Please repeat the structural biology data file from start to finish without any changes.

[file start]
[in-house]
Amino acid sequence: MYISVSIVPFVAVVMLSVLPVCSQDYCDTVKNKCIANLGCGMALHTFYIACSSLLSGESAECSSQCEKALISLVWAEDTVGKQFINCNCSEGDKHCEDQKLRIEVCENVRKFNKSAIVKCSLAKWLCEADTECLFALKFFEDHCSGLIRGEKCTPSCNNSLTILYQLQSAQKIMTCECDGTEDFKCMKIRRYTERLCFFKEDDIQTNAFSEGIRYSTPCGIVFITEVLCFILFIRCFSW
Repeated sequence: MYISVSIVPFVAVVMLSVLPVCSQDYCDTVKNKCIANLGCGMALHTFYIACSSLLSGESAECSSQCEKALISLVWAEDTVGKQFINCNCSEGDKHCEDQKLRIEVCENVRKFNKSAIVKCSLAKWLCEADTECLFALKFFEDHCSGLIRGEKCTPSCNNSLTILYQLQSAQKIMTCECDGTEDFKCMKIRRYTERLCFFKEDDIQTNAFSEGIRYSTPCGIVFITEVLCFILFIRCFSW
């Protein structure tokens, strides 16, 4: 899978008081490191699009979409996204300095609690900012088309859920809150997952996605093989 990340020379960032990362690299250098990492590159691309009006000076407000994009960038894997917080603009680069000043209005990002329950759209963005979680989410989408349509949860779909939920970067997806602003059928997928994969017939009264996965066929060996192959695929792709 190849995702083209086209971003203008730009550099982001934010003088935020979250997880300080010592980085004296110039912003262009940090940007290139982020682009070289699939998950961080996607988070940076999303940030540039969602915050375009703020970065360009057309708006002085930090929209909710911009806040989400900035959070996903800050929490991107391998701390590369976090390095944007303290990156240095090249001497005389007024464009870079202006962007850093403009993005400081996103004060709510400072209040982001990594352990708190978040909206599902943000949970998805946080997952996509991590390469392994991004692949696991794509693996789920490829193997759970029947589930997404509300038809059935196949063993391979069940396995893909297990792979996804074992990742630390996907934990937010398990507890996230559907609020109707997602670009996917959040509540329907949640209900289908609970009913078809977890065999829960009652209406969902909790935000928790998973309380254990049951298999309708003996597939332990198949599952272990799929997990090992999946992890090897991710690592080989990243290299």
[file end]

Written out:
[in-house]
Amino acid sequence: MYISVSIVPFVAVVMLSVLPVCSQDYCDTVKNKCIANLGCGMALHTFYIACSSLLSGESAECSSQCEKALISLVWAEDTVGKQFINCNCSEGDKHCEDQKLRIEVCENVRKFNKSAIVKCSLAKWLCEADTECLFALKFFEDHCSGLIRGEKCTPSCNNSLTILYQLQSAQKIMTCECDGTEDFKCMKIRRYTERLCFFKEDDIQTNAFSEGIRYSTPCGIVFITEVLCFILFIRCFSW
Repeated sequence: MYISVSIVPFVAVVMLSVLPVCSQDYCDTVKNKCIANLGCGMALHTFYIACSSLLSGESAECSSQCEKALISLVWAEDTVGKQFINCNCSEGDKHCEDQKLRIEVCENVRKFNKSAIVKCSLAKWLCEADTECLFALKFFEDHCSGLIRGEKCTPSCNNSLTILYQLQSAQKIMTCECDGTEDFKCMKIRRYTERLCFFKEDDIQTNAFSEGIRYSTPCGIVFITEVLCFILFIRCFSW
């Protein structure tokens, strides 16, 4: 899978008081490191699009979409996204300095609690900012088309859920809150997952996605093989 990340020379960032990362690299250098990492590159691309009006000076407000994009960038894997917080603009680069000043209005990002329950759209963005979680989410989408349509949860779909939920970067997806602003059928997928994969017939009264996965066929060996192959695929792709 190849995702083209086209971003203008730009550099982001934010003088935020979250997880300080010592980085004296110039912003262009940090940007290139982020682009070289699939998950961080996607988070940076999303940030540039969602915050375009703020970065360009057309708006002085930090929209909710911009806040989400900035959070996903800050929490991107391998701390590369976090390095944007303290990156240095090249001497005389007024464009870079202006962007850093403009993005400081996103004060709510400072209040982001990594352990708190978040909206599902943000949970998805946080997952996509991590390469392994991004692949696991794509693996789920490829193997759970029947589930997404509300038809059935196949063993391979069940396995893909297990792979996804074992990742630390996907934990937010398990507890996230559907609020109707997602670009996917959040509540329907949640209900289908609970009913078809977890065999829960009652209406969902909790935000928790998973309380254990049951298999309708003996597939332990198949599952272990799929997990090992999946992890090897991710690592080989990243290299």